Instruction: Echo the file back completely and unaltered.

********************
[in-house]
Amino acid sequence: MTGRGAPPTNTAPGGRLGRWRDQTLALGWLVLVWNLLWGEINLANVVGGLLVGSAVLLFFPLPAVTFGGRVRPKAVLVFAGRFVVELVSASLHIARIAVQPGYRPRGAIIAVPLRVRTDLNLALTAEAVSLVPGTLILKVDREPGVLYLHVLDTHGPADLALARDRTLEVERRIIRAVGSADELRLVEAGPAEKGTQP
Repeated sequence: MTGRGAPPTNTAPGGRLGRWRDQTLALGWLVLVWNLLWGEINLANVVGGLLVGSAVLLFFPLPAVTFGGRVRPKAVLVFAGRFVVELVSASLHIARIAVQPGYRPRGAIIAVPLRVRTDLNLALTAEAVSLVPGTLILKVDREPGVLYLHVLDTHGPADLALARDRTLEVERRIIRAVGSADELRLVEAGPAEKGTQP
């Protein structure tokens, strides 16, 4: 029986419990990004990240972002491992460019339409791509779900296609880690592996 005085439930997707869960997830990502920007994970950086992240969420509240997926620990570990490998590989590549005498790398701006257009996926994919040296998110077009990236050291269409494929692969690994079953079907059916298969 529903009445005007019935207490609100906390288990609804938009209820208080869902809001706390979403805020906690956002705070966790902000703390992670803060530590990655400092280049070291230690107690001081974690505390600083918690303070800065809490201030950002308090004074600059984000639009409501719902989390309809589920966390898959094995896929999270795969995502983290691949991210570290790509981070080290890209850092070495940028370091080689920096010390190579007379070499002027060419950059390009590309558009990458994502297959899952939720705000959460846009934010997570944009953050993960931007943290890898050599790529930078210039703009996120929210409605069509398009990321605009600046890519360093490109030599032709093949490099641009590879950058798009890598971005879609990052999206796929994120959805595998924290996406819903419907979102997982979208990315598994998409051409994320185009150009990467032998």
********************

[in-house]
Amino acid sequence: MTGRGAPPTNTAPGGRLGRWRDQTLALGWLVLVWNLLWGEINLANVVGGLLVGSAVLLFFPLPAVTFGGRVRPKAVLVFAGRFVVELVSASLHIARIAVQPGYRPRGAIIAVPLRVRTDLNLALTAEAVSLVPGTLILKVDREPGVLYLHVLDTHGPADLALARDRTLEVERRIIRAVGSADELRLVEAGPAEKGTQP
Repeated sequence: MTGRGAPPTNTAPGGRLGRWRDQTLALGWLVLVWNLLWGEINLANVVGGLLVGSAVLLFFPLPAVTFGGRVRPKAVLVFAGRFVVELVSASLHIARIAVQPGYRPRGAIIAVPLRVRTDLNLALTAEAVSLVPGTLILKVDREPGVLYLHVLDTHGPADLALARDRTLEVERRIIRAVGSADELRLVEAGPAEKGTQP
């Protein structure tokens, strides 16, 4: 029986419990990004990240972002491992460019339409791509779900296609880690592996 005085439930997707869960997830990502920007994970950086992240969420509240997926620990570990490998590989590549005498790398701006257009996926994919040296998110077009990236050291269409494929692969690994079953079907059916298969 529903009445005007019935207490609100906390288990609804938009209820208080869902809001706390979403805020906690956002705070966790902000703390992670803060530590990655400092280049070291230690107690001081974690505390600083918690303070800065809490201030950002308090004074600059984000639009409501719902989390309809589920966390898959094995896929999270795969995502983290691949991210570290790509981070080290890209850092070495940028370091080689920096010390190579007379070499002027060419950059390009590309558009990458994502297959899952939720705000959460846009934010997570944009953050993960931007943290890898050599790529930078210039703009996120929210409605069509398009990321605009600046890519360093490109030599032709093949490099641009590879950058798009890598971005879609990052999206796929994120959805595998924290996406819903419907979102997982979208990315598994998409051409994320185009150009990467032998």